That’s thanks to an incoming coronal mass ejection, which will impact Earth on January 22 to 23. While it’s nothing to worry about—mild solar storms aren’t uncommon—this one may result in the aurora borealis being visible further south than is typical, giving some sky watchers a rare treat.
Specifically, according to the Aurora Dashboard, the northern lights may be visible across Maine, New Hampshire, Vermont, upstate New York, Michigan, Wisconsin, Minnesota, North and South Dakota, Montana, northern Idaho, and Washington State on the evening of January 22. The aurora should also be visible in some states tomorrow night, albeit further north.
For more details on where the aurora borealis will be visible, as well as an updated forecast, check out NOAA’s website here.
You don’t need any special tools to see the northern lights—you only need to step outside and look upward. If you reside in a light-polluted area, they may be more difficult to see. Away from city lights, they are easily visible to the unaided eye.
Space weather can be both dazzling and destructive
The aurora borealis, or northern lights, are caused by space weather interacting with Earth’s upper atmosphere. This particular geomagnetic storm watch was issued because of a coronal mass ejection (CME). That occurs when material from the sun, called plasma, escapes the star’s surface. It travels outward from our host star at millions of miles per hour, and when it impacts Earth’s magnetic field, it creates a geomagnetic storm that gives rise to the aurora.
Generally, solar weather’s impact on Earth is pretty mild—but when the sun is especially active, the threat increases. A big solar storm would wreak havoc on technology; it could disrupt the electric grid, affect communication cables, damage satellites, make GPS go haywire, and more. In 2022, SpaceX lost up to 40 new Starlink satellites because the company launched them into a geomagnetic storm; the storm heated up and thickened the atmosphere, which made it impossible for the satellites to navigate to their correct orbit.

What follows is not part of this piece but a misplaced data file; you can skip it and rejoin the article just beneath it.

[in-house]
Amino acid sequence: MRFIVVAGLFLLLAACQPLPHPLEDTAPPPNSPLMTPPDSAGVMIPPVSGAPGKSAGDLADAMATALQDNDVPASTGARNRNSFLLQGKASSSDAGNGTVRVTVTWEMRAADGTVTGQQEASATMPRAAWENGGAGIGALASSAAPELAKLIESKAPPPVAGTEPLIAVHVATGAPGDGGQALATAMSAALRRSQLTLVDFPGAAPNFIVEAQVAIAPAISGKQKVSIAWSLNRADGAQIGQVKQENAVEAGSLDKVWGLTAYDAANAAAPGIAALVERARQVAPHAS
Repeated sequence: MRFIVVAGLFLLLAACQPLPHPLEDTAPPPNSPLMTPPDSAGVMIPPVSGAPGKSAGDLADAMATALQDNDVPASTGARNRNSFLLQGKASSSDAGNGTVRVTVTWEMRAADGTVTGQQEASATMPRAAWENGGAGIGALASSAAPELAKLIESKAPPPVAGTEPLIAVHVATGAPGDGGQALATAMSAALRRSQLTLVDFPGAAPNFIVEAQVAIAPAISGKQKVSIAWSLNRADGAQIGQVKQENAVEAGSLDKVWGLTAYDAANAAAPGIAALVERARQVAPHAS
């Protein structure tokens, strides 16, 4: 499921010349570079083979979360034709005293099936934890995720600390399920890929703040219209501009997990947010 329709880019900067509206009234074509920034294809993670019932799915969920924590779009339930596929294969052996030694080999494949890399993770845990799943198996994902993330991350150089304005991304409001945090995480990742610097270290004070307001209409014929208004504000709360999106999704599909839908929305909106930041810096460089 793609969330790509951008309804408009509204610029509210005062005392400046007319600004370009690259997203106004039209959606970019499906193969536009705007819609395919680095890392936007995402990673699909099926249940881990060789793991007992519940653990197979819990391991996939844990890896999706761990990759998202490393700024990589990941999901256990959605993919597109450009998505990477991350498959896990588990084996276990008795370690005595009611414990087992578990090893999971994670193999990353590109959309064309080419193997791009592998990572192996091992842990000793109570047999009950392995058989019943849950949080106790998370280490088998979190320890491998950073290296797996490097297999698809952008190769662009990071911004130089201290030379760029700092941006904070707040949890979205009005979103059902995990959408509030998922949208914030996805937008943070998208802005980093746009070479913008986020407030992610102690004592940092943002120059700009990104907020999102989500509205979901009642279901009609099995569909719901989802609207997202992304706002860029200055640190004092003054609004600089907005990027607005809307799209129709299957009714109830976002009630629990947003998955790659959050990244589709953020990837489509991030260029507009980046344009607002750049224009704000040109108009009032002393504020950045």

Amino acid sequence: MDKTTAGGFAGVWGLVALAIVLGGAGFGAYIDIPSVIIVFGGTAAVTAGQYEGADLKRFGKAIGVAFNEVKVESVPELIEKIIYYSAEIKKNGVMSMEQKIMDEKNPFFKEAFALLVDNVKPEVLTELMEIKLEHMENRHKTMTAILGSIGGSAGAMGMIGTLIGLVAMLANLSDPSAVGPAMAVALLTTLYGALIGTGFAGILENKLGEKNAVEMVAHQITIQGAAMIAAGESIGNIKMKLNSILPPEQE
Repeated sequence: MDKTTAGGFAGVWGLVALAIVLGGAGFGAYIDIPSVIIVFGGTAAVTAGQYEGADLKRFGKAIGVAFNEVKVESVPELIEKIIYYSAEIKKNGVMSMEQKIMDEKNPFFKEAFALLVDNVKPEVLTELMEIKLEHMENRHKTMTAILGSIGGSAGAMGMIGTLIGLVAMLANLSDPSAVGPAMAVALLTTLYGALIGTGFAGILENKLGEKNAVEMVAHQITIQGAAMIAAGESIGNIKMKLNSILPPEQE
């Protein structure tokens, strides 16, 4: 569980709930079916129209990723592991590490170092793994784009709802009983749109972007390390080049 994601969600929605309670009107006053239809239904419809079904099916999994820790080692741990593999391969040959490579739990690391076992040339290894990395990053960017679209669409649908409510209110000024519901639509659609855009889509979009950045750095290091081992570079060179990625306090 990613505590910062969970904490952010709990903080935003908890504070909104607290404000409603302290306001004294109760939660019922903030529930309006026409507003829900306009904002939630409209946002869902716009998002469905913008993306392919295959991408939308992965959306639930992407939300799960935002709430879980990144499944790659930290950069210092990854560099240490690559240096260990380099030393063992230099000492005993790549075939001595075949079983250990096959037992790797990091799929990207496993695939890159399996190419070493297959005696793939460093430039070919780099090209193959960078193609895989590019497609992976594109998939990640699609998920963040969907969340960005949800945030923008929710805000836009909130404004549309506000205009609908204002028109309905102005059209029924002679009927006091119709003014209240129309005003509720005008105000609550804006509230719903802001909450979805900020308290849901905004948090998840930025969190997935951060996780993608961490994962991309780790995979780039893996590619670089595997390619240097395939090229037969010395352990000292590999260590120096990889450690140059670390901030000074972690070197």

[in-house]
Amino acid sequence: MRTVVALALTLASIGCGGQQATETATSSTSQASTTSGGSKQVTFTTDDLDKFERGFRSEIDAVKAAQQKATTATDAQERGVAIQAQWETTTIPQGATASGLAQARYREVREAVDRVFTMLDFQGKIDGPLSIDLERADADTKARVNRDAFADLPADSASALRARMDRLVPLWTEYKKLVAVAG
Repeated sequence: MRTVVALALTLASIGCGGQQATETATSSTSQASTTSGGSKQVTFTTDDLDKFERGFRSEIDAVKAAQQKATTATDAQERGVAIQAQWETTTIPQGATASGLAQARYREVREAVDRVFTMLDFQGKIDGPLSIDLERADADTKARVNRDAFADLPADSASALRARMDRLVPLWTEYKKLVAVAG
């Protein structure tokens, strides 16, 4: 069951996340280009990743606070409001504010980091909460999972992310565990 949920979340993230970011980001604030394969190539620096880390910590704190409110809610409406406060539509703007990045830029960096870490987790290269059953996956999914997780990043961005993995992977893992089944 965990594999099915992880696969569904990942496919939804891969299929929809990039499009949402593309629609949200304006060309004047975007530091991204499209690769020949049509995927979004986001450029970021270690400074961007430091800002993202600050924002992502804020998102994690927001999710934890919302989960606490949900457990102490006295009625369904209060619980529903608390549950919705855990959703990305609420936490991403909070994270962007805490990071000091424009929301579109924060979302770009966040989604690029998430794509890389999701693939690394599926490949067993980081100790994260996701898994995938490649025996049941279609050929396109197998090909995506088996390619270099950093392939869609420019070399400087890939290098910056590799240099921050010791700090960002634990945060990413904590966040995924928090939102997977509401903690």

The largest recorded CME occurred in 1859, and is known as the Carrington Event. The northern lights were visible as far south as Hawaii, and the geomagnetic storm disrupted telegraph dispatches because of the auroral current.
A peak season for solar activity
The sun operates on a solar cycle. The sun is, essentially, a giant ball of hot gas (called plasma) fusing hydrogen into helium at its core. Every 11 years, the star’s magnetic poles flip. When that happens, the sun has achieved solar maximum—its most active period—and transitions back toward solar minimum.
We’re currently approaching solar maximum, meaning that solar activity is high. Scientists think that the solar maximum of our current Solar Cycle 25 will occur between January and October 2024.
In the meantime, sky watchers will be able to enjoy a special season of more frequent solar activity, leading to more dazzling displays like this evening’s aurora borealis.